The DeSart model published an updated forecast of the election result. The model expects that Clinton will achieve 52.5% of the two-party vote share in Michigan, whereas Trump will end up with 47.5%.
Putting the results in context
As a general rule, however, a good strategy is to not have too much faith in the results of single econometric models, as they may contain large errors. Instead of relying on results from single econometric models, the best practice is to look at combined econometric models or, even better, a combined forecast that uses forecasts from different methods, each of which draws upon different data.
Comparison to other econometric models
If we look at an average of Michigan econometric models, Clinton's current two-party vote share is at 53.8%. In comparison to her numbers in the DeSart model Clinton's econometric model average is 1.3 percentage points higher.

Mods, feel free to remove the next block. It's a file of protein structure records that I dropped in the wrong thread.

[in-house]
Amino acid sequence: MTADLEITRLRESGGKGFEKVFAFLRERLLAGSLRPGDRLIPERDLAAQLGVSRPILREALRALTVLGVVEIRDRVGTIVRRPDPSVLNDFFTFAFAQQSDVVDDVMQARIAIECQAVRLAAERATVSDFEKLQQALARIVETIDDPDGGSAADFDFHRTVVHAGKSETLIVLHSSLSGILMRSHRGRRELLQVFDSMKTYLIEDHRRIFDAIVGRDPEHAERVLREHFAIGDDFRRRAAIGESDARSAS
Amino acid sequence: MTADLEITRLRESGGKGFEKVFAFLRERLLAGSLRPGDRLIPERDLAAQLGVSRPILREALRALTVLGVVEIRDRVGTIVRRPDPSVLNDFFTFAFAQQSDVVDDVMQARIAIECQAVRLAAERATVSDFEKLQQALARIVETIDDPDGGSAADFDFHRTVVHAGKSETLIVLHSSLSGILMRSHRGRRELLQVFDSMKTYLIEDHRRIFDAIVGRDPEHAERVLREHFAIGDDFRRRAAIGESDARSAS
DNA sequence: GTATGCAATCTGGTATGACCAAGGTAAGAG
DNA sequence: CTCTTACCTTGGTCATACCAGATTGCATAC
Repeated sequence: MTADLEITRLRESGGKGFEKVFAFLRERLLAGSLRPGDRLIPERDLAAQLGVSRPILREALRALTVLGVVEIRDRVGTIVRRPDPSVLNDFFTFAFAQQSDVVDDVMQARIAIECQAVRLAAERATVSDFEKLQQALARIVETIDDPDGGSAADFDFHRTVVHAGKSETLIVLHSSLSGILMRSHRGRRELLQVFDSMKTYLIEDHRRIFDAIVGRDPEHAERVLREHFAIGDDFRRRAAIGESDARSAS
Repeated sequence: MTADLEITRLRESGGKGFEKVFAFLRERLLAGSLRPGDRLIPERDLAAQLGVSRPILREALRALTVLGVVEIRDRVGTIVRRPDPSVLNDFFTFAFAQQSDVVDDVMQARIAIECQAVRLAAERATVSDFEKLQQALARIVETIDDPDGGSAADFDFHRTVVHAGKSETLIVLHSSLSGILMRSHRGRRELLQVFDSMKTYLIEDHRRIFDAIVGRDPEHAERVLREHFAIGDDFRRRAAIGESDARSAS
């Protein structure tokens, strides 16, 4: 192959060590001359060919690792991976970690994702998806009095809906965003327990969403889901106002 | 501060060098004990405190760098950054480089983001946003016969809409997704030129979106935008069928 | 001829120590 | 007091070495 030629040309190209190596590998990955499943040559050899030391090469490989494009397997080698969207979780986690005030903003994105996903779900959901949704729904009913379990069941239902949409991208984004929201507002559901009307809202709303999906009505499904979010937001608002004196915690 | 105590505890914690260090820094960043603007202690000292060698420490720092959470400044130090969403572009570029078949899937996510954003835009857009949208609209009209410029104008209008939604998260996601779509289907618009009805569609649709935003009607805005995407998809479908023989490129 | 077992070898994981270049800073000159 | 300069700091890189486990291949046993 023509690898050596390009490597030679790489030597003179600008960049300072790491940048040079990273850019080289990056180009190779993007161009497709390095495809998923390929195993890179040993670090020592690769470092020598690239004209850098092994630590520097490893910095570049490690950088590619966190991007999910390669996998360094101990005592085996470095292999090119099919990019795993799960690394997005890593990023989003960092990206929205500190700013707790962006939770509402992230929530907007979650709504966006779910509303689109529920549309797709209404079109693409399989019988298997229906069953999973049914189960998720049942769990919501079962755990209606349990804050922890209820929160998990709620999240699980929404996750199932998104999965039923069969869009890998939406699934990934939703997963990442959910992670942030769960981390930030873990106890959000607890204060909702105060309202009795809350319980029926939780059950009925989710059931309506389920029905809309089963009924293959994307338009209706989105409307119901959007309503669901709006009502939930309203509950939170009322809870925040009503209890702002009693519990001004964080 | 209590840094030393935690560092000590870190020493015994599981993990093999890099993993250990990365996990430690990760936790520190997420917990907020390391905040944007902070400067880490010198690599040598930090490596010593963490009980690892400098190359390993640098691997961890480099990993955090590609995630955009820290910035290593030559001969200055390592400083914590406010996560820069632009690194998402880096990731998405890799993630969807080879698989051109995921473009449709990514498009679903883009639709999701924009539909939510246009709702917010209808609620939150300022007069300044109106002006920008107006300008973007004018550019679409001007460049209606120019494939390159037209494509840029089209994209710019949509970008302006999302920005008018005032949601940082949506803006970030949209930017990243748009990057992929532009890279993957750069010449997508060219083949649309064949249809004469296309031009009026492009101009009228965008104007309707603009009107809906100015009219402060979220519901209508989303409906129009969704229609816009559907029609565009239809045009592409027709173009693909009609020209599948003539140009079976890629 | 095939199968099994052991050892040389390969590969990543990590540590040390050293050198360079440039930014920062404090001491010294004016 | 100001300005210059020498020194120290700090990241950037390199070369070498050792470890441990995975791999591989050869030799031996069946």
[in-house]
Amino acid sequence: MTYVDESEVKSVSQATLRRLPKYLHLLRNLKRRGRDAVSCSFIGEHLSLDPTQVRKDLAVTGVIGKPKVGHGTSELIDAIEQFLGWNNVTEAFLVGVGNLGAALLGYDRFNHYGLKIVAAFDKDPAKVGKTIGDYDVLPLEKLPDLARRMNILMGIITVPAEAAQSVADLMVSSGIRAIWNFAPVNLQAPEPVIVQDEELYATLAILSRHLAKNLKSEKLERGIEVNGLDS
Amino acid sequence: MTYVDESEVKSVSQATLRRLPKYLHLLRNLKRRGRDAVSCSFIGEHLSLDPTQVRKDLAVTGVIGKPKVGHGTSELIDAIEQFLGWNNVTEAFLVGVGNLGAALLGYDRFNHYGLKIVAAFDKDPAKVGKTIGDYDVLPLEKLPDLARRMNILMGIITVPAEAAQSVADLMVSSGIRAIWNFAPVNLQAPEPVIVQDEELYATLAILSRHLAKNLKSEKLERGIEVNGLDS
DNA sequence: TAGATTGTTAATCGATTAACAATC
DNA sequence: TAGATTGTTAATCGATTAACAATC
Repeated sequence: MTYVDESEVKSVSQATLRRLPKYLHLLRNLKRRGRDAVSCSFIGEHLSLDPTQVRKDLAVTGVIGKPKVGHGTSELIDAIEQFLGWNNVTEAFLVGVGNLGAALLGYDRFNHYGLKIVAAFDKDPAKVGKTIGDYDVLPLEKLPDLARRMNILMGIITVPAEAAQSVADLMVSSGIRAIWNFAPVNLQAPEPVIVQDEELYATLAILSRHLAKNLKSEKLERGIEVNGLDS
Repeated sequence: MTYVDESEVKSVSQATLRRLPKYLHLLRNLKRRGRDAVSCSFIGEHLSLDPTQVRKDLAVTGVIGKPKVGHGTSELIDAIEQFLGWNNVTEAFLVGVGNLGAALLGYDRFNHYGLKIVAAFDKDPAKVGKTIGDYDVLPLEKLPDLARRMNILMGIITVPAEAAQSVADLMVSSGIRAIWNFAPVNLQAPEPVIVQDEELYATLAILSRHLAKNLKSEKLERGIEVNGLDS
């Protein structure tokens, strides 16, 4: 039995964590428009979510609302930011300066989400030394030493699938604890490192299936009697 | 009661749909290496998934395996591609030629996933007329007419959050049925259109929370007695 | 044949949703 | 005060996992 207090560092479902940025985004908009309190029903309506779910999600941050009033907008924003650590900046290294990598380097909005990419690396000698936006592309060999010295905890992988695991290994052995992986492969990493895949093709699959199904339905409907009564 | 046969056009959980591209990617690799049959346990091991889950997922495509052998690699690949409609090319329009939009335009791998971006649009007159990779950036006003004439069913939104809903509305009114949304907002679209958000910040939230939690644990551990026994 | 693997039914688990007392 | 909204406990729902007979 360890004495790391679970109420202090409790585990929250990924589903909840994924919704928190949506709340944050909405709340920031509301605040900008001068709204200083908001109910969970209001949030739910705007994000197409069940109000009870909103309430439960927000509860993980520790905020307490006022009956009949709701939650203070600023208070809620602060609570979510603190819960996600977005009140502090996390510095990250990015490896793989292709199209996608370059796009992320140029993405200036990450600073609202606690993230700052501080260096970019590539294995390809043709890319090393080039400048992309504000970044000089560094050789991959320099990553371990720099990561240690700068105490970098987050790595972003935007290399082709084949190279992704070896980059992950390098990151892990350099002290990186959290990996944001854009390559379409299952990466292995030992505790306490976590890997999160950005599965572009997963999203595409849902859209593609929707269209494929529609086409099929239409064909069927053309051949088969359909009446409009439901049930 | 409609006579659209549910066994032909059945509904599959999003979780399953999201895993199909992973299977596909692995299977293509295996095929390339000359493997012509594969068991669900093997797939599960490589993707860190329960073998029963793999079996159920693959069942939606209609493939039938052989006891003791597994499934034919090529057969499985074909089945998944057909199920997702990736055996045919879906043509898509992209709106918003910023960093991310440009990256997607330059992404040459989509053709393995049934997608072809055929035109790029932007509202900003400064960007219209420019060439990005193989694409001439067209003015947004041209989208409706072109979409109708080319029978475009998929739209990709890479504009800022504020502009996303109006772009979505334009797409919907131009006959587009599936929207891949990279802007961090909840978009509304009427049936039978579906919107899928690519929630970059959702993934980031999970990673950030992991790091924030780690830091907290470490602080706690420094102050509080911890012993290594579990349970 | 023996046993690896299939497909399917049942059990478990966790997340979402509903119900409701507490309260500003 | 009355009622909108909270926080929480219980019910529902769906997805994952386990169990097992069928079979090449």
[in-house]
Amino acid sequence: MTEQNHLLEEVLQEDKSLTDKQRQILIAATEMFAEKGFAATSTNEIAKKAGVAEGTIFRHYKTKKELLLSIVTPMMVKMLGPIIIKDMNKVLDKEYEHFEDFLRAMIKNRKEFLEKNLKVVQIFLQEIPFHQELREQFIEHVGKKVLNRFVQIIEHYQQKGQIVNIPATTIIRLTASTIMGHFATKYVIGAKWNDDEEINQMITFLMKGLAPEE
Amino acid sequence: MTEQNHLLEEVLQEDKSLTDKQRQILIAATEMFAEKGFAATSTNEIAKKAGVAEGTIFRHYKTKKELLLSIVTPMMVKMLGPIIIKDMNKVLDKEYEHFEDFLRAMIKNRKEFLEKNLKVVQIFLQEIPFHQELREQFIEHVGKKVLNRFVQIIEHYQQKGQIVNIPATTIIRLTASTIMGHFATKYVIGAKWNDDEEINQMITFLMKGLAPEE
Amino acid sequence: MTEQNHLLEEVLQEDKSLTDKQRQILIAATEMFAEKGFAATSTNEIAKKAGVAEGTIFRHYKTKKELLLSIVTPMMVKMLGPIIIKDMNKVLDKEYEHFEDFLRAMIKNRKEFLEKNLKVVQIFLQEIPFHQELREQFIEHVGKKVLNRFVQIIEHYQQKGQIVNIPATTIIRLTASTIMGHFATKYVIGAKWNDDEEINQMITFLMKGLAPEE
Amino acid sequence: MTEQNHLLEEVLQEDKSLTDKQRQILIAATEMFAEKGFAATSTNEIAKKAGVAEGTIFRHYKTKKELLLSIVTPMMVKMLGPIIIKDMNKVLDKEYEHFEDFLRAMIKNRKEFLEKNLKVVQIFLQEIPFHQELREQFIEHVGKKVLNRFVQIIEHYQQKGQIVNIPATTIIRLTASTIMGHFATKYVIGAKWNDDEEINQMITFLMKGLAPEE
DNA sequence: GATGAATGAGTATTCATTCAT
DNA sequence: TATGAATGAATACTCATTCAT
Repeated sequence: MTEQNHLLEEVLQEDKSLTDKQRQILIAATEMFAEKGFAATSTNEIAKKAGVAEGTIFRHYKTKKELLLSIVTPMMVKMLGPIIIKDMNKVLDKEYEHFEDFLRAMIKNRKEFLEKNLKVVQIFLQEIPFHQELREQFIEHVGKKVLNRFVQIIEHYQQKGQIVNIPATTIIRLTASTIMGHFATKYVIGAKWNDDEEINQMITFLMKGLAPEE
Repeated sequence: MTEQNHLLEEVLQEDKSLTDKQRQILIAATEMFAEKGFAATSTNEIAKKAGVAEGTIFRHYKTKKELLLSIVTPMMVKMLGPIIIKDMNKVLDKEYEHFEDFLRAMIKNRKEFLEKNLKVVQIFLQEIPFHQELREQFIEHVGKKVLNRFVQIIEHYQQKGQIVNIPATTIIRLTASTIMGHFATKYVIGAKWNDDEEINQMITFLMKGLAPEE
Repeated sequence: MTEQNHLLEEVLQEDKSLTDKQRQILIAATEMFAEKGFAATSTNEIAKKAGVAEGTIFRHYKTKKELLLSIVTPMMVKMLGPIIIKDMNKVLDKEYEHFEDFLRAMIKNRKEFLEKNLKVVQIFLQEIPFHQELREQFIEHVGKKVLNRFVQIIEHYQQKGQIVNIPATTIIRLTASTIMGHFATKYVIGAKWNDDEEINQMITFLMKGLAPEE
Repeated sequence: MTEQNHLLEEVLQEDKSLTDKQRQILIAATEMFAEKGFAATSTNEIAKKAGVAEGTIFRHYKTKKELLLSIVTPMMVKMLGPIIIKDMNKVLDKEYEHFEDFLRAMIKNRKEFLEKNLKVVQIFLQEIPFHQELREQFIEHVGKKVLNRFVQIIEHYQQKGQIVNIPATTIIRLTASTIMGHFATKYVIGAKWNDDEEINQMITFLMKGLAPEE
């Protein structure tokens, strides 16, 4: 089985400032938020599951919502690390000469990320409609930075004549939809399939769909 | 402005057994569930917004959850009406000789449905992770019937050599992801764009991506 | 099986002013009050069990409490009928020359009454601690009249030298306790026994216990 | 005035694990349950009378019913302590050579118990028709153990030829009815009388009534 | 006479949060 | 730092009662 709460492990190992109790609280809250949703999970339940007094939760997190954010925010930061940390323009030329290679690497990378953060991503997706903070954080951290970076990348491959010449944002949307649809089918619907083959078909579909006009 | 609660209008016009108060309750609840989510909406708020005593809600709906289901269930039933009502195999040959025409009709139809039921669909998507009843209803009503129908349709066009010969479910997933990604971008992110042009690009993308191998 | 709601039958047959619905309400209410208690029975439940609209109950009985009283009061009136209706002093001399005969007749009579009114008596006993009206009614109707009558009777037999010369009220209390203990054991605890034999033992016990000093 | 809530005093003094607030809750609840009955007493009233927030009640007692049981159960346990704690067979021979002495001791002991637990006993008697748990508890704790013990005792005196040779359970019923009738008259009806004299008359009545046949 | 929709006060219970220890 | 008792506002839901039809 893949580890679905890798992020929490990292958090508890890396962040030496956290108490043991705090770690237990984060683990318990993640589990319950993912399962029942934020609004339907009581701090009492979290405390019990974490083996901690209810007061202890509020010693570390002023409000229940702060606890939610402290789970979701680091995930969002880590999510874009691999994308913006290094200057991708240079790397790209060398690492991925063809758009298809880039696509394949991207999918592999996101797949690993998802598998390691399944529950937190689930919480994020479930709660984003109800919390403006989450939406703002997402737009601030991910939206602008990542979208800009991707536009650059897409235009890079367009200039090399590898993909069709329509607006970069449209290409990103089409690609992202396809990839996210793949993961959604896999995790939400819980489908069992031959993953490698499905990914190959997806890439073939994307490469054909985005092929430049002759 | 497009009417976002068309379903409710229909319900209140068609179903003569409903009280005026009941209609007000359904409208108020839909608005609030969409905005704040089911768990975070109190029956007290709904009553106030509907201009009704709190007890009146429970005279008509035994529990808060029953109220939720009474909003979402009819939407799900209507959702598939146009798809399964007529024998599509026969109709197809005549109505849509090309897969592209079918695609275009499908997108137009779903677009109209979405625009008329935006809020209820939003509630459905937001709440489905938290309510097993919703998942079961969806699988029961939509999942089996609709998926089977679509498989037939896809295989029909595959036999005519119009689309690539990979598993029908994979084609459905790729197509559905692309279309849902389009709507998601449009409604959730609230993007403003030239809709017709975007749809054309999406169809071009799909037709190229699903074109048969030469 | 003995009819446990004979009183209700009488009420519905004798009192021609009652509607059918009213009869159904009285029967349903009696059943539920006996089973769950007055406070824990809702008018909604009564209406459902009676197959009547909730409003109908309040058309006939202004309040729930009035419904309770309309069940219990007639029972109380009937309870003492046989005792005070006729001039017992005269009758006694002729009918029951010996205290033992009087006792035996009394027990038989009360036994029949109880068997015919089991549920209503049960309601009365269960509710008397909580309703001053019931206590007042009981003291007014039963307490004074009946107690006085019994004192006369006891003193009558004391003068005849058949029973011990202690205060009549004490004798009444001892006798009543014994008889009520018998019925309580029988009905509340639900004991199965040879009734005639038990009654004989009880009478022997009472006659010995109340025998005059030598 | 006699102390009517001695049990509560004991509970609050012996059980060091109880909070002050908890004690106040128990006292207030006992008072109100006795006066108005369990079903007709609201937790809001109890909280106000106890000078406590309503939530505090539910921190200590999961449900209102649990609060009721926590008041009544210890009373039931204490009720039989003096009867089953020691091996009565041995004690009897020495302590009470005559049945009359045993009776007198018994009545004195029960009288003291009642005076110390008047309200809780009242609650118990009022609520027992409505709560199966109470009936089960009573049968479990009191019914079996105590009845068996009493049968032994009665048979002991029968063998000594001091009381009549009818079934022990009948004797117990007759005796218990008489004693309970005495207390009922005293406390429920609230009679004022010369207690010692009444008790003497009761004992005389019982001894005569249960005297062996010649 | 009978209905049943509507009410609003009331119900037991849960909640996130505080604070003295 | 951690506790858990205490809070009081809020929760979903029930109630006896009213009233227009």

The DeSart model in comparison with PollyVote's prediction
The results of the DeSart model for Clinton are thus 1.3 percentage points below the combined PollyVote, which at the moment predicts a value of 53.8% in Michigan. In comparison, a look at the PollyVote national prediction for Clinton shows that the actual results are 0.6 percentage points lower.